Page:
Aspen community feast calls on community of chefs
The Aspen Times
Aspen CO Colorado
ASPEN – Asked who served as chef in the earliest years of the Early Bird Community Meal, Eden Vardy was stumped for a moment. The events – free, all-invited, pre-Thanksgiving feasts intended to spotlight locally produced food – were so loosely organized that no one actually took on the role of chef. Instead, Vardy, director of Aspen T.R.E.E., the environment-focused nonprofit that puts on the meal, acted something like the coordinator of food logistics.
“It was me driving around different places asking, ‘Hey, do you mind if we toss a couple of turkeys in your oven?'” Vardy recalled. “I guess I was kind of the chef then.”
Vardy and his team have been forced to establish a better system and chain of command. Exploding popularity will do that: The first event hosted 150 diners; Vardy expects Tuesday’s gathering, now called the Early Bird Farm to Table Community Meal, to feature more than 150 volunteers, providing table service to some 1,500 people at Aspen High School. For the past two years, Greg Shaffron took on the duties of executive chef, overseeing the meal from soup (made from organic, in-season vegetables) to nuts. (Actually, there were no nuts because virtually every ingredient was produced locally. But there have been mashed potatoes with butter, apple relish, roasted root vegetables, turkey and chicken.)
This year, with Shaffron in Nepal, Vardy has had to adjust. Ignoring the saying that too many cooks spoil the broth, Vardy is going with the kind ofall-star lineup one sees at big-ticket culinary extravaganzas. Jim Butchart, director of Aspen Skiing Co.’s on-mountain restaurants, is handling the apple harvest root soup. Sean Evans, chef de partie at Pine Creek Cookhouse, is turning organ meats into a gibier aux vin, a pate-like dish. Martin Oswald, chef-owner of Pyramid Bistro, is in charge of mashing potatoes (and infusing them with Colorado ghee and garlic). Sarah Helsley, of the Cheese Shop, has come up with a roasted vegetable medley that, of course, includes Avalanche goat cheese. For dessert, there are honey apple pumpkin carrot cookies baked by Kelly Hart, of Boden’s Butter.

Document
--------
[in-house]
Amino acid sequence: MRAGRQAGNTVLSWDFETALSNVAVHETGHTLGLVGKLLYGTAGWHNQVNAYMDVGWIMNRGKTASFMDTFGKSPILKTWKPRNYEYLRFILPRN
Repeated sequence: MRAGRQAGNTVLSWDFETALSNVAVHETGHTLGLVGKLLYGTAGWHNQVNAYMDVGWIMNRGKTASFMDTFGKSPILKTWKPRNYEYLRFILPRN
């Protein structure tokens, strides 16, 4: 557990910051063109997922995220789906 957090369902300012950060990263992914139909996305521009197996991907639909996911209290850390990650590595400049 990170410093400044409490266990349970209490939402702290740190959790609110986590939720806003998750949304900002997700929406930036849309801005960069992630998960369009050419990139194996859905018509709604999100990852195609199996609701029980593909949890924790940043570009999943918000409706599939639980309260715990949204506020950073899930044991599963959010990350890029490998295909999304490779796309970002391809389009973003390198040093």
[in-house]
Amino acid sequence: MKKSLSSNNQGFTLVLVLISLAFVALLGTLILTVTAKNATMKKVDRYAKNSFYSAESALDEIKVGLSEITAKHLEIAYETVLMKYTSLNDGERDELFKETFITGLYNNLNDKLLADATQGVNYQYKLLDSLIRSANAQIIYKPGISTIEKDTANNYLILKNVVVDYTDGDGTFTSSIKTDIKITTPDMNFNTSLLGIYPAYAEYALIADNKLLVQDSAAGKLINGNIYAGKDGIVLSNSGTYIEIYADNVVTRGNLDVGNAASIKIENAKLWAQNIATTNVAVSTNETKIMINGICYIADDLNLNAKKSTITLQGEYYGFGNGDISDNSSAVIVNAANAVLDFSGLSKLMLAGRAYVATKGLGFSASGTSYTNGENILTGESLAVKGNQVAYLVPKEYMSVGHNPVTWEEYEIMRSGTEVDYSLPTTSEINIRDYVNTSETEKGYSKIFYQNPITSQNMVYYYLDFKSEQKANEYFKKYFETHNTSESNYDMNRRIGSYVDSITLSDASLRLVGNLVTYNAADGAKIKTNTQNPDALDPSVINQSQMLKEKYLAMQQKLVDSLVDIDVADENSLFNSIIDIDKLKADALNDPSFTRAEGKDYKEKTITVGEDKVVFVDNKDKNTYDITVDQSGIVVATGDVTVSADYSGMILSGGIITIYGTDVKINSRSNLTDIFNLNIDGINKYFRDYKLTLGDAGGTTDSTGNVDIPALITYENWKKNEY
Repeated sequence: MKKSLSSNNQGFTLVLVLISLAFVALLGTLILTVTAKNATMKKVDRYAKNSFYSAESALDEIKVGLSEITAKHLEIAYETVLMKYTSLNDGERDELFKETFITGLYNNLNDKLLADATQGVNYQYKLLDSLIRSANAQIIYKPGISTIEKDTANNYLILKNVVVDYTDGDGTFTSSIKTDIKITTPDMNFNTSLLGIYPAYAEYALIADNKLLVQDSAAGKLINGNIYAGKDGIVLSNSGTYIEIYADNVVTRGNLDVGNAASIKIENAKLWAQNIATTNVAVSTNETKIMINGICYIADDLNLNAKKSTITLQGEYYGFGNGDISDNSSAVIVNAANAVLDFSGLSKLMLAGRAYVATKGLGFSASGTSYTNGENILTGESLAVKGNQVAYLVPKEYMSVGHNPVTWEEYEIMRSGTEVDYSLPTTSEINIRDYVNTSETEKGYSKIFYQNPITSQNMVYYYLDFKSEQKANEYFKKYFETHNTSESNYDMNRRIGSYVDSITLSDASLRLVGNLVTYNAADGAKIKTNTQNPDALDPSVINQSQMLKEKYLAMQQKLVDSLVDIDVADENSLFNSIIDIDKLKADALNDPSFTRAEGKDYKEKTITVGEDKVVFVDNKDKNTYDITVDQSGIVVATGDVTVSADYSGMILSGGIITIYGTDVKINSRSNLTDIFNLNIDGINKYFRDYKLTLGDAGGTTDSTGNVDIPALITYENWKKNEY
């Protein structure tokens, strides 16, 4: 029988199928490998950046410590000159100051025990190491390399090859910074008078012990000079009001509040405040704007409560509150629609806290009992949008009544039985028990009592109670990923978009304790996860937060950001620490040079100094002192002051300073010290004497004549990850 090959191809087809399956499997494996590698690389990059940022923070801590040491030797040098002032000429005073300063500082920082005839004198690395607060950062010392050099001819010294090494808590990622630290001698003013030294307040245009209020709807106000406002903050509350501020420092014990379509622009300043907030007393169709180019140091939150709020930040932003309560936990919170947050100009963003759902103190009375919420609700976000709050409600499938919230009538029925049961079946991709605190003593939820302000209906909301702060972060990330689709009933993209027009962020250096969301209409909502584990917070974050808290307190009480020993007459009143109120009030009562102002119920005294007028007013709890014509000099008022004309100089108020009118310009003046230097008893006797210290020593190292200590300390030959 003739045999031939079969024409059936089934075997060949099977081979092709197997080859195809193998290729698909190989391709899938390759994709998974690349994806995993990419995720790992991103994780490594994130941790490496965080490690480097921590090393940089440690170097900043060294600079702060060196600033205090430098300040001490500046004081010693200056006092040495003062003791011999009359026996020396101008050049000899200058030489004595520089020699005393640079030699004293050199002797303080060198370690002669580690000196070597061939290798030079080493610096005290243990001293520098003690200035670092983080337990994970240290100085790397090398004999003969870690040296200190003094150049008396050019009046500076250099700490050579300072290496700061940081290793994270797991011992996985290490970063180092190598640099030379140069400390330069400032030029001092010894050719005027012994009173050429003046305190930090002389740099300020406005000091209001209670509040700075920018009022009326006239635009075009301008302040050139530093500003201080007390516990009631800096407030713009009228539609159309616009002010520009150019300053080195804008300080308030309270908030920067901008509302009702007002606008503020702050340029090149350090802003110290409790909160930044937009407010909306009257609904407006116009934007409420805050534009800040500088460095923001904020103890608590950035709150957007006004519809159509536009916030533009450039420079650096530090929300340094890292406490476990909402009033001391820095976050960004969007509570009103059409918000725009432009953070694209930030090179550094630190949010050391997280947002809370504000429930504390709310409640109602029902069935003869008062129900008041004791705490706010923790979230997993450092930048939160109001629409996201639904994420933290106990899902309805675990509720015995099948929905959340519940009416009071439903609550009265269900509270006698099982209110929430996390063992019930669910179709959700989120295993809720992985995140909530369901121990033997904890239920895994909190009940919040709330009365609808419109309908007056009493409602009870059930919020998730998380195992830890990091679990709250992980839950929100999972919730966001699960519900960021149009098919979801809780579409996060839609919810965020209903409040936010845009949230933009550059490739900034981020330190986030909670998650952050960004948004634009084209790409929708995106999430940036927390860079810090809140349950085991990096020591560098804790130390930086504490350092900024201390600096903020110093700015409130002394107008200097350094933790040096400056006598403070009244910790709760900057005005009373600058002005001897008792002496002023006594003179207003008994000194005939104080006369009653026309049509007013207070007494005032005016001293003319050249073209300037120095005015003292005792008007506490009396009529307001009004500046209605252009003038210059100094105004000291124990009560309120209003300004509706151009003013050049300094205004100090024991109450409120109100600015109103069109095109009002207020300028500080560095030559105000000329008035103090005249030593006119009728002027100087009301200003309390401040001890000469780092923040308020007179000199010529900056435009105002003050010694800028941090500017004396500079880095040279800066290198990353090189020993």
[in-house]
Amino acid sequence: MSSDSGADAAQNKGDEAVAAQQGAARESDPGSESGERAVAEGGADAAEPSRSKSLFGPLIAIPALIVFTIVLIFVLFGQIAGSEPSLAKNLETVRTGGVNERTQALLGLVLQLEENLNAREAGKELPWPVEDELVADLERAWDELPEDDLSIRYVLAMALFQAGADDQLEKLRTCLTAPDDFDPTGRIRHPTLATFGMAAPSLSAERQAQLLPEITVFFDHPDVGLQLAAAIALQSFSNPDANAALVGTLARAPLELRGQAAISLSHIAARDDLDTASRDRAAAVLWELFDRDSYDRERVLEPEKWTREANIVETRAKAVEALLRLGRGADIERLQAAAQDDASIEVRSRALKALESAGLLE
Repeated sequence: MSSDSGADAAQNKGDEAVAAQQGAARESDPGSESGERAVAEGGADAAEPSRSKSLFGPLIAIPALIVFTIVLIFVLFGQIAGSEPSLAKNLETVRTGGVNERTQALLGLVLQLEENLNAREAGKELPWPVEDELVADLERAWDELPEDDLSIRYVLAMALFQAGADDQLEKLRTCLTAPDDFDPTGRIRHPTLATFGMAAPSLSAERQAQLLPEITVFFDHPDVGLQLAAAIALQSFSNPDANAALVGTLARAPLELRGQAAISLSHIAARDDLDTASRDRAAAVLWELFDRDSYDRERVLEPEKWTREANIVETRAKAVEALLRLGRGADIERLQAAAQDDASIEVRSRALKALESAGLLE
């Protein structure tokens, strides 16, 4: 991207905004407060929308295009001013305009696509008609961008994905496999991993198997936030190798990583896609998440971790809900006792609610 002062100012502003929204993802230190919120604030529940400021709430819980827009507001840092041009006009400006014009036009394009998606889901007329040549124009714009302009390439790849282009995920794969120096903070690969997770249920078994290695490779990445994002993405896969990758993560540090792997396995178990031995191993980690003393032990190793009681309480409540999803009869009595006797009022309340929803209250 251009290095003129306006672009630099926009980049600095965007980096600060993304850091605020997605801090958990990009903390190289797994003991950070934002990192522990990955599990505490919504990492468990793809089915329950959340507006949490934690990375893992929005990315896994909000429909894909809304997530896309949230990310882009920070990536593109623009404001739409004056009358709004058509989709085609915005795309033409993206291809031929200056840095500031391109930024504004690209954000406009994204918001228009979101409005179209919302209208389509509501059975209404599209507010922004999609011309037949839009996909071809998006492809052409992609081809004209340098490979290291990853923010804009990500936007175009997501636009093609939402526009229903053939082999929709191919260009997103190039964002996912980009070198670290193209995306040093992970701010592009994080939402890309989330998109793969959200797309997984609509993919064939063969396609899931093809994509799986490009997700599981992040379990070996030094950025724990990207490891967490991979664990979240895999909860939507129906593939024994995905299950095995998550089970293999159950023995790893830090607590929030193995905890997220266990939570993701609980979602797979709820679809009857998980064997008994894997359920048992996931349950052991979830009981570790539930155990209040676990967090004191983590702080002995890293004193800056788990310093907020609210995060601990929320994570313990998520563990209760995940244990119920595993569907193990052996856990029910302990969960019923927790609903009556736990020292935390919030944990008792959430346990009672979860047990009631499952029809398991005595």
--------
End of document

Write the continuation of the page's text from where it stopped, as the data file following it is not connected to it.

The all-important job of overseeing the poultry falls to Tenille Folk, who has injected the Aspen middle and elementary schools’ lunch programs with doses of local, healthful ingredients. Folk is roasting 80 chickens, raised at the Aspen T.R.E.E. community farmyard at Cozy Point Ranch, and 10 turkeys. The chickens, a cross of belle rouge and cornish breeds, fare better at altitude than the turkeys, Vardy explained. But smart diners might make a run on the turkeys, several of which were raised in an orchard.
“Super free range. Drank whole raw milk and ate apple and pumpkin scraps. These were very spoiled turkeys,” said Vardy, who headed a team in slaughtering the birds this past week.
Overseeing the kitchen operation Tuesday is Francis Stuckens, of Green Cuisine Aspen.
On Monday, Vardy was shuttling between prep kitchens at Buttermilk, Pyramid Bistro, the Aspen schools campus and Conundrum Catering’s kitchen in the Eagles Club building. Bumps restaurant, Buttermilk Mountain and the Limelight Lodge all had loaned crews for part of the day to prepare the food.
Vardy likes the idea of having a multitude of chefs, even if his workload hasn’t exactly been lightened. Vardy, who has been working full time for two months on the event and whose team includes a volunteer coordinator, a food coordinator, a silent auction/host coordinator, a details coordinator and an overall assistant coordinator (that last one is River Morgan Vardy, Eden’s wife, whom he met at the first Early Bird Meal), likes the idea of a community of chefs preparing a community feast.
“It’s different flavors from all the restaurants that incorporate local food into their cuisine,” he said. “It brings in an overall more elegant and Aspen-specific cuisine. It makes it more of a community meal.”
Vardy says that, even back when he was acting as the quasi-chef, handing off pans of cut root vegetables to helpers to bring to various ovens around Aspen, the food was great, thanks to the care put into it. But he expects the greater measure of expertise to raise this year’s meal another notch.
“It was delicious. A lot of it was the quality of the food, the dedication and love the farmers put into it,” he said. “We’re going to transition from delicious to gourmet now.”
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Produced by Colorado State University’s J-school, the documentary examines the economic potential of the plant.